Wednesday, November 23, 2011

Out and about - Auckland

I recently traveled up to Auckland to speak at the annual 'Planning for a volcanic crisis' short course - this is a two day course designed for people involved in all aspects of natural hazard management, emergency managers, local council and planners etc.  Auckland is a great place to hold this course as it is built upon a volcanic field made up of over 50 separate volcanoes! 
Volcanoes in NZ


There are three types of volcanoes in New Zealand:
*Cone eg. Ruapehu and Egmont,
*Caldera eg. Taupo,
*Volcanic field eg. Auckland and Northland,

You can find more info on the different types of volcanoes here .  

In Auckland each eruption has occurred at a different location, with a single 'hot spot' of magma about 100km below the city, this means that any new activity will come from a different area - not one of the existing volcanoes. Today most of these volcanoes have been quarried, made into parks or been built on.

The field will probably erupt again as overseas examples show that volcanic fields can last for a very long time (over 1million years) and the Auckland field is only around 250,000yrs old - if it helps volcanic fields typically produce small
infrequent eruptions compared to the other types.    You can get more information, and see how GeoNet monitors the Auckland Volcanic field here


Islington Bay
The last eruption in Auckland was about 600yrs ago at Rangitoto Island, we headed over on a ferry to check it out! We had great weather for the trip as well! 

Rangitoto Island was formed during two eruptions, 600 and 550years ago, it is 260m high and can be seen just North-East of Auckland city.  Thanks to DoC Rangitoto is pest free and also the home to the worlds largest Pohutukawa forest!  

You can see various neat geological features on the island, and even explore lava tunnels. These are formed from paehoehoe lava flows, where the exterior cooled and crusted over creating a tube that allowed the molten lava within to continue flowing, as the lava flow decreased at the end of the eruption, these tunnels were left behind. (if you visit take a torch, sturdy shoes and don't think of wetas!!)


A video of some of the sights below...
video




Are you prepared?   Get Ready, Get Thru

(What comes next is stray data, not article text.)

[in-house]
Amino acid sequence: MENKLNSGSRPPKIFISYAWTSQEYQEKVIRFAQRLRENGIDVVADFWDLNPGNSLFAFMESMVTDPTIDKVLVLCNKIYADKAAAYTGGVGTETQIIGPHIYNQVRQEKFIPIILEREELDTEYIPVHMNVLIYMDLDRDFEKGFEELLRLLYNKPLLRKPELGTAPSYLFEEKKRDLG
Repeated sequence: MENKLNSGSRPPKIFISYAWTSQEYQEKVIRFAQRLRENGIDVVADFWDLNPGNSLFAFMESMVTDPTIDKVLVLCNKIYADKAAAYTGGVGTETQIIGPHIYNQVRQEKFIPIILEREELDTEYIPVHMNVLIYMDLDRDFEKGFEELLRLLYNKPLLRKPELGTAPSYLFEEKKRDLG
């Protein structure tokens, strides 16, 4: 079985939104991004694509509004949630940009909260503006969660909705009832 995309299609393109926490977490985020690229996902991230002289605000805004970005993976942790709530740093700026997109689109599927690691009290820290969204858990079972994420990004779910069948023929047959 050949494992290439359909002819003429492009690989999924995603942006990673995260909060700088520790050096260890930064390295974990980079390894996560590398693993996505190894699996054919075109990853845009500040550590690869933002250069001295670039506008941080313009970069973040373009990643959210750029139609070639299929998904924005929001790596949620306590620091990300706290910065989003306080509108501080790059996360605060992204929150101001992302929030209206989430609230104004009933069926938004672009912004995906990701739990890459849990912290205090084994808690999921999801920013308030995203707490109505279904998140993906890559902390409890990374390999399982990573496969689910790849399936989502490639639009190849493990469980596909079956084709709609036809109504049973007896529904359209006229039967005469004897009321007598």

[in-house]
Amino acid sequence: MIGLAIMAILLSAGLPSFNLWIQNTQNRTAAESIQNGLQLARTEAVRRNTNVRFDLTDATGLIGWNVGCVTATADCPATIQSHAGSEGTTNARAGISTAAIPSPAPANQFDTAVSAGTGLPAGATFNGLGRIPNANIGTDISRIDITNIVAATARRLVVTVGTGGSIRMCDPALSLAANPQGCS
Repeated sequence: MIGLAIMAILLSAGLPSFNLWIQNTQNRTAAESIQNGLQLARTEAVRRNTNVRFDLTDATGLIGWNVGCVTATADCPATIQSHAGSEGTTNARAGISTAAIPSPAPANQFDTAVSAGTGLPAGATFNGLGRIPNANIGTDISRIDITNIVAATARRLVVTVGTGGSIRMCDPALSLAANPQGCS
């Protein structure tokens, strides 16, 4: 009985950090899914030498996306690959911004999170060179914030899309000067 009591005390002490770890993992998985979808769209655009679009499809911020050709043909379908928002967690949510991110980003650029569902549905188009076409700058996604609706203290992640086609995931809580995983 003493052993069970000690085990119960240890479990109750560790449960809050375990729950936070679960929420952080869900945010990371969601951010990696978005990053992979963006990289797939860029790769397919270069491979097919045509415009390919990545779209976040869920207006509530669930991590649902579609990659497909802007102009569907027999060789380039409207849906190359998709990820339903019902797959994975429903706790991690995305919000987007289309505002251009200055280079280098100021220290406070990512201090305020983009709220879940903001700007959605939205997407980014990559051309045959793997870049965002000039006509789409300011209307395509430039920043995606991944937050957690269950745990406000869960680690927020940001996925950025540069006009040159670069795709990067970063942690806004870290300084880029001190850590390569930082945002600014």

Wednesday, November 2, 2011

Out and about - Christchurch Day 2

Hi-viz swarm at Brighton
All of the forum attendees donned their hi-viz vests, and a sea of orange and yellow went out to visit sites of interest to see the physical impacts of the earthquake and the progress with recovery.

One of the sites included the (now old) Brighton sub-station which sunk quite a bit due to the liquefaction -you can see in the photos below - a new substation has now been built.

Note the door!







On a slight lean!




Another interesting site we visited was the Bromley Wastewater
treatment plant (just a tad stinky!) Their main problem to face was the large amount of silt coming into the plant, with not much physical damage caused by the actual ground movement.


The various treatment tanks

This was slightly unnerving!

Luckily they had these!





Tuesday, November 1, 2011

Out and about - Christchurch

Today i am in Christchurch for the annual 'National Lifelines Forum', this is where members from our energy, telecommunications, transportation and water sectors gather and discuss experiences/lessons etc from the past year. Obviously this year there are a lot of discussions on the Canterbury earthquakes and how each sector was damaged and dealt with the various challenges this presented.  GeoNet (including myself) will also be presenting tomorrow.

Going for a walk in the sun at lunchtime,  it was strange to see the beautiful buildings in various pieces, and the skyline full of large cranes, but nice to see the businesses still open - even if they had to move to quirky temporary sites.

One place that i was please to see open was the Canterbury museum, where I popped in to visit a friend, he kindly took me around and showed what little damage the museum sustained, thanks to extensive earthquake-proofing some years ago, i also got a sneak peek at an upcoming exhibit -  Hearts for Christchurch "which showcases an amazing array of more than 4,000 stitch-craft hearts from around the world. The project of an inspirational Napier woman, Evie Harris, who started creating and gathering the hearts after the February earthquake."

I then went to see the new 'container mall' at Cashel street, it is amazing and it was great to see so many people out enjoying the sun and shopping.
Pics below . . .

Cute Kia Kaha 'flower'
Arts Centre



Cashel St  'Container Mall'
Bridge of Remembrance